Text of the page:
Why is it so difficult for us to accept responsibility for our actions? I am asking this question after witnessing how some leaders were compelled to issue what is termed “unconditional apologies” which shows there is no remorse since these apologies were forced out of them. Others were fired, precisely because they couldn’t tender those apologies, if we are to follow the official version of what transpired.
The inability to accept responsibility for our actions is a result of insecurity. By taking responsibility one feels they are admitting to being weak, powerless, or an opportunity to lose the respect of others. It may cause one to feel they will lose their sense of value and importance.
On the contrary, taking responsibility earns you respect. We can’t be perfect all the time, we all make mistakes. When we accept responsibility we are accepting the blame for our actions and also accepting the responsibility for making improvements in our lives. Accepting responsibility is a measure of one’s self-worth, their level of security, and the true sign of strength and courage. Having this ability can empower you to grow in ways that would bring you great rewards and accomplishments in life.
Who would you have greater respect for? A person who takes responsibility for his/her actions, owns up to it and promises to do better in the future, or someone who perpetually denies any involvement in situations when it is obvious they may be responsible?
Accepting responsibility is a sign of personal growth and maturity. It is definitely not a sign of weakness. When you fail to accept personal responsibility for your actions the consequences do not necessarily promote goal achievement and success in life. The signals you send to the subconscious can come back to sabotage your progress.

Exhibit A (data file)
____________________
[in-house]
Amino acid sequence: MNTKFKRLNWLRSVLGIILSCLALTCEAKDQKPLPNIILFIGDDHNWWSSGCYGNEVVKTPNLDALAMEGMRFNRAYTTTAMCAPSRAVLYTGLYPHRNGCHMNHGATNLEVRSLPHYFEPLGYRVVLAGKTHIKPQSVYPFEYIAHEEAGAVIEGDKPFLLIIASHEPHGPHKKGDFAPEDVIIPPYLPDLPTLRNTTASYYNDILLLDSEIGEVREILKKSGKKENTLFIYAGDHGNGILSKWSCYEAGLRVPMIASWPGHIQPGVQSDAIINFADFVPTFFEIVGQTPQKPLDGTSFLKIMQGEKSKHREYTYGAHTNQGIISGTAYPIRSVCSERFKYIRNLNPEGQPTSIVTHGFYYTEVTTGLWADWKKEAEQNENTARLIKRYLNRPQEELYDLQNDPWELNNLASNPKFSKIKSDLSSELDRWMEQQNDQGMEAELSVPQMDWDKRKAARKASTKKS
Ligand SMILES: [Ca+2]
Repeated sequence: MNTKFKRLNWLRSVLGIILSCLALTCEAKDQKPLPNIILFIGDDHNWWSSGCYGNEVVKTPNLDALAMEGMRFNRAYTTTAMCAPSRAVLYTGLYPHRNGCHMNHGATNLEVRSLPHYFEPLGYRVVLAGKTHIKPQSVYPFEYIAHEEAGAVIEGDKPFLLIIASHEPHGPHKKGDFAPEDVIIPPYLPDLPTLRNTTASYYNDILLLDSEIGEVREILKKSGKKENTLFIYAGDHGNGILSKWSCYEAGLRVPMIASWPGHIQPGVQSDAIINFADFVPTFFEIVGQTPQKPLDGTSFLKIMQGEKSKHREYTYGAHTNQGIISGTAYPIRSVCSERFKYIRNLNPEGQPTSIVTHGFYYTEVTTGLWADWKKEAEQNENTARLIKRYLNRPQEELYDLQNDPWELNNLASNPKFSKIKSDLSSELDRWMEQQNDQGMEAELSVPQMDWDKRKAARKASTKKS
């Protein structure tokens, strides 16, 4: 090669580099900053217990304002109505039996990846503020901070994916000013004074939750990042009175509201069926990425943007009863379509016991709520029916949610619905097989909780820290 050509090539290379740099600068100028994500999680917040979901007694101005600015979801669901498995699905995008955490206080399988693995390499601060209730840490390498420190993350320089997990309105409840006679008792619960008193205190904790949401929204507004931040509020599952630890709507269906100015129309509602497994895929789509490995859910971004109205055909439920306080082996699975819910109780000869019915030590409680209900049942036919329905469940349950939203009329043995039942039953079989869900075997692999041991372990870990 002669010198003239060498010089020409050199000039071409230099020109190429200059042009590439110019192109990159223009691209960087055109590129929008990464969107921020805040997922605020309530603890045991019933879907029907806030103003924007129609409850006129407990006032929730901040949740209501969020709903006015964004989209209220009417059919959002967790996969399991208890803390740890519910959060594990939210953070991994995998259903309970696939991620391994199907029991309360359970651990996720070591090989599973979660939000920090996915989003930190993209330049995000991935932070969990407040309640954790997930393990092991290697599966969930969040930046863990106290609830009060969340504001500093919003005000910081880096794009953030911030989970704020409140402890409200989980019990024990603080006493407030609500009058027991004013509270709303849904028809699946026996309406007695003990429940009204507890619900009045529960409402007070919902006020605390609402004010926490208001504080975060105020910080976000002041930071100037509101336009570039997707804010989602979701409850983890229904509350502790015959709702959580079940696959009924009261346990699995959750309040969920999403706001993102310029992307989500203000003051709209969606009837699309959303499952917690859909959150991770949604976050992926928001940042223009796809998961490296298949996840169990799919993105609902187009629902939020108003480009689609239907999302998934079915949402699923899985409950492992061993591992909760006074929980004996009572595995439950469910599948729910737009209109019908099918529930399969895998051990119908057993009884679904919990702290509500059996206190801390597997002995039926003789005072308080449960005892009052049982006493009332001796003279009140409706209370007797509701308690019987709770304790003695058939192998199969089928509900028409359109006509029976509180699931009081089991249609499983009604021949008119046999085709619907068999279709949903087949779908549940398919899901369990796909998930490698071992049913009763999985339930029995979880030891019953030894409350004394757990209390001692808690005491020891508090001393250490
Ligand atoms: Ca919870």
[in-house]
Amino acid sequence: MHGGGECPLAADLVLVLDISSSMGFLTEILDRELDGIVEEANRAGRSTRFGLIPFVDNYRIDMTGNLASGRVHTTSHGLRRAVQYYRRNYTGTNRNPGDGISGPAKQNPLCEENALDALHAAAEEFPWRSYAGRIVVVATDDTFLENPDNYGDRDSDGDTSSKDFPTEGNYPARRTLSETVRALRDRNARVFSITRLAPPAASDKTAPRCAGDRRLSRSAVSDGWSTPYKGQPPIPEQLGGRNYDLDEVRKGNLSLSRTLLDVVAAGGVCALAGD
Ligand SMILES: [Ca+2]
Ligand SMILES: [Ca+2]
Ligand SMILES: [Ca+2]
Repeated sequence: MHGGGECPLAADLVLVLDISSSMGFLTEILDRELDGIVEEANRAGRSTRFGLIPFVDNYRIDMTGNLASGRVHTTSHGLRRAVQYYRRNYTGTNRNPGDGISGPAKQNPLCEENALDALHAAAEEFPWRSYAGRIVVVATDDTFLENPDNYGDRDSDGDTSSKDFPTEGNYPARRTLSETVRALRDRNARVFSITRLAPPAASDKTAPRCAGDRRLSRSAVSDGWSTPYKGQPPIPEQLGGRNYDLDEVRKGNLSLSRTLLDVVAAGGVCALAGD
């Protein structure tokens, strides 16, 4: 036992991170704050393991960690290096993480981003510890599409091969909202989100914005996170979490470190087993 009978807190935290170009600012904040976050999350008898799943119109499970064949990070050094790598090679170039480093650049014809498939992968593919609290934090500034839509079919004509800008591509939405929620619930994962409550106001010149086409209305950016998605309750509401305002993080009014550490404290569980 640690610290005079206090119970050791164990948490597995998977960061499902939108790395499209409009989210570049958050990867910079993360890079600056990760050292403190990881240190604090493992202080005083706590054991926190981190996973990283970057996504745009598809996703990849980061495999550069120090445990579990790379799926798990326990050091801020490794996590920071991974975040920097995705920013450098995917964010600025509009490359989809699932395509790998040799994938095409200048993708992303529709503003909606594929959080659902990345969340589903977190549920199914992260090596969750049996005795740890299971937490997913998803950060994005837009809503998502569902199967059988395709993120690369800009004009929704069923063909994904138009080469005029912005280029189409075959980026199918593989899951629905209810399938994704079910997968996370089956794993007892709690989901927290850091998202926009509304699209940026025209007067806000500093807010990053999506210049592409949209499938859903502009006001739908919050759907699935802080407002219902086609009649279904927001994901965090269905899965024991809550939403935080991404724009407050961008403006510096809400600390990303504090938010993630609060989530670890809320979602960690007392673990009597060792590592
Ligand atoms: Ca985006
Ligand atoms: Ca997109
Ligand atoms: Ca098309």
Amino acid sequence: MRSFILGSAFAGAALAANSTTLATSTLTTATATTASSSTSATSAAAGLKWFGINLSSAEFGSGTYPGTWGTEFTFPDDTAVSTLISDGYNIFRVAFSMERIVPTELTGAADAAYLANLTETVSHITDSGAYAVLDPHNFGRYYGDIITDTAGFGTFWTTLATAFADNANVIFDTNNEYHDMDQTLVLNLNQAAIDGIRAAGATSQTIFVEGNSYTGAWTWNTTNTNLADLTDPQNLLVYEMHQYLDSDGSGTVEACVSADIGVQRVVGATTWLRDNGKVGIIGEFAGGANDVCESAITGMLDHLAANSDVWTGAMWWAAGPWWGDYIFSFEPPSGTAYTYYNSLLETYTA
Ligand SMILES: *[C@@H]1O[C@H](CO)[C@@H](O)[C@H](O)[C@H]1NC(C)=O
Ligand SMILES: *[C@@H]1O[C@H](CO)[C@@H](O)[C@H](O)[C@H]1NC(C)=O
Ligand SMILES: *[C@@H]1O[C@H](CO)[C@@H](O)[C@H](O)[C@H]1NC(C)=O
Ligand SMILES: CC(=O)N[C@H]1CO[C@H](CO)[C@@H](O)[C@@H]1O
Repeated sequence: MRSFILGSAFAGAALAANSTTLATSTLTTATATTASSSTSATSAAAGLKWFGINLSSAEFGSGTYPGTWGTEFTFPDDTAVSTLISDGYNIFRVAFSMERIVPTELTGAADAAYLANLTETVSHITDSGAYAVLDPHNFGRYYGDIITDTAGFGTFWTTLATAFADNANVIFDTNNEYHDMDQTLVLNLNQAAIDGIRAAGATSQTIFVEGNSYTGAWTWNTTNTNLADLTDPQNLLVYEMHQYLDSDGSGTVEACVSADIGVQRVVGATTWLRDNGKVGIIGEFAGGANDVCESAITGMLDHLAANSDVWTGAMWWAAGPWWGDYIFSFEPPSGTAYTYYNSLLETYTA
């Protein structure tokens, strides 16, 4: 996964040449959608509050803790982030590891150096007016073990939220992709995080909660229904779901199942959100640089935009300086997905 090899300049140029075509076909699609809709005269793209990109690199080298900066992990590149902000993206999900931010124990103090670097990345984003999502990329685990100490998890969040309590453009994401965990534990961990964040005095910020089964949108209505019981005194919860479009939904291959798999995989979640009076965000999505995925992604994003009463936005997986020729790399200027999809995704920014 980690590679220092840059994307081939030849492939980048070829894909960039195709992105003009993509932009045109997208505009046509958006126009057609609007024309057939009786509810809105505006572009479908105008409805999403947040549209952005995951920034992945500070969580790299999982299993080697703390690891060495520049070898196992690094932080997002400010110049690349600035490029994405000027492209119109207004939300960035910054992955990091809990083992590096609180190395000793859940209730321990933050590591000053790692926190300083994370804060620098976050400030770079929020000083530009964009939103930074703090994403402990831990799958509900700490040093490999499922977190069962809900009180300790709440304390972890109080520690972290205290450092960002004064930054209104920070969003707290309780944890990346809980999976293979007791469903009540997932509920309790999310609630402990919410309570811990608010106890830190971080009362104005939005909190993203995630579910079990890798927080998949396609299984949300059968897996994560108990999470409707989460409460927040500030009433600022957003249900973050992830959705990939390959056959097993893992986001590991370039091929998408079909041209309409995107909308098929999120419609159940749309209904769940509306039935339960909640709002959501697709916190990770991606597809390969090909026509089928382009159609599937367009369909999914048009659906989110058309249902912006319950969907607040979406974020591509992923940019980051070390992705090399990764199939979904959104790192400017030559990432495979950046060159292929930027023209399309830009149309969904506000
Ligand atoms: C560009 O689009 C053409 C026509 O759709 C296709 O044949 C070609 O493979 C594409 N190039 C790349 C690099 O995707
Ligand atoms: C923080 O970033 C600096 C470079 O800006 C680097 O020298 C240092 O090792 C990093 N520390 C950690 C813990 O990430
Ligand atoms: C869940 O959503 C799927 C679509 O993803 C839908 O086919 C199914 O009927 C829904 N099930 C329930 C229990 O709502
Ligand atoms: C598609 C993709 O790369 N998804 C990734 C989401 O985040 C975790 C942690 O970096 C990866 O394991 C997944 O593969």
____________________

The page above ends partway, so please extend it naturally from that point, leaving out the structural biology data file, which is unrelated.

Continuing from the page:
One of the negative consequences that follow is an exaggerated sense of self that makes it difficult to get along with others. You then run the risk of becoming involved in conflicting situations and becoming more critical of others. Because your perception of your importance is exaggerated, your expectation of others is unrealistic and you become impatient, intolerant, and demanding. With this attitude, you act as a repellent to others, finding it difficult to gain their cooperation and before long very few people would want to be around you.
It is true that when you take responsibility for your actions is difficult to accept and you experience frequent feelings of insecurity. These insecurities can trigger doubt about your own abilities, which undermines your self-confidence. In this state of mind you have a high need to be right at all times to compensate for what you feel you are lacking. You defend your action, right or wrong. It compounds the already existing problem of being unable to accept personal responsibility and reinforces this behaviour even more.
Once this habit of refusing to accept personal responsibility is maintained, you may tend to become someone who is unhappy, angry, irrational, and defiant or even depressed. These qualities are not success enhancers but can eat away at your ability to achieve your best. Some might think that being responsible is the same thing as being accountable. But research suggests these are quite different mindsets. Being accountable means you are answerable and willing to accept the outcomes or results of a project or activity. But responsibility goes much further. It is the mindset that says, “I am the person who must make this happen,” whether it stems from your belief or because your job requires this of you, or there is some social force binding you to this obligation.